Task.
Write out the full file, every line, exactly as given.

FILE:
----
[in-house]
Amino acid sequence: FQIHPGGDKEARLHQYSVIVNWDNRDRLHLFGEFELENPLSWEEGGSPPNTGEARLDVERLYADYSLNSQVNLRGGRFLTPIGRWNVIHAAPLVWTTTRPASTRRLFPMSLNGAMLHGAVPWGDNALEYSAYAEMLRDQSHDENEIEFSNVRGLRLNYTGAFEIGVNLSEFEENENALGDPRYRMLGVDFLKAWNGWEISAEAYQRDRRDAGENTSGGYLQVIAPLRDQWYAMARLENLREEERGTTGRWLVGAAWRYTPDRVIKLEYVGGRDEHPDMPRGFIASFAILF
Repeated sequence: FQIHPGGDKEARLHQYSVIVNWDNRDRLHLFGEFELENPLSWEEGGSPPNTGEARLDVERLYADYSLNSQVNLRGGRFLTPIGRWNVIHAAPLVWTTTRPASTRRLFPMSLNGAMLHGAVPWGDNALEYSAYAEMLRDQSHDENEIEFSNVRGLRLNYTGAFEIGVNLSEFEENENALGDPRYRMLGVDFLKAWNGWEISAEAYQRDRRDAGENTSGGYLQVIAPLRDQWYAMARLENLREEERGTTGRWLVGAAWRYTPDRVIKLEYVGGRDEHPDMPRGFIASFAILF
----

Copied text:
[in-house]
Amino acid sequence: FQIHPGGDKEARLHQYSVIVNWDNRDRLHLFGEFELENPLSWEEGGSPPNTGEARLDVERLYADYSLNSQVNLRGGRFLTPIGRWNVIHAAPLVWTTTRPASTRRLFPMSLNGAMLHGAVPWGDNALEYSAYAEMLRDQSHDENEIEFSNVRGLRLNYTGAFEIGVNLSEFEENENALGDPRYRMLGVDFLKAWNGWEISAEAYQRDRRDAGENTSGGYLQVIAPLRDQWYAMARLENLREEERGTTGRWLVGAAWRYTPDRVIKLEYVGGRDEHPDMPRGFIASFAILF
Repeated sequence: FQIHPGGDKEARLHQYSVIVNWDNRDRLHLFGEFELENPLSWEEGGSPPNTGEARLDVERLYADYSLNSQVNLRGGRFLTPIGRWNVIHAAPLVWTTTRPASTRRLFPMSLNGAMLHGAVPWGDNALEYSAYAEMLRDQSHDENEIEFSNVRGLRLNYTGAFEIGVNLSEFEENENALGDPRYRMLGVDFLKAWNGWEISAEAYQRDRRDAGENTSGGYLQVIAPLRDQWYAMARLENLREEERGTTGRWLVGAAWRYTPDRVIKLEYVGGRDEHPDMPRGFIASFAILF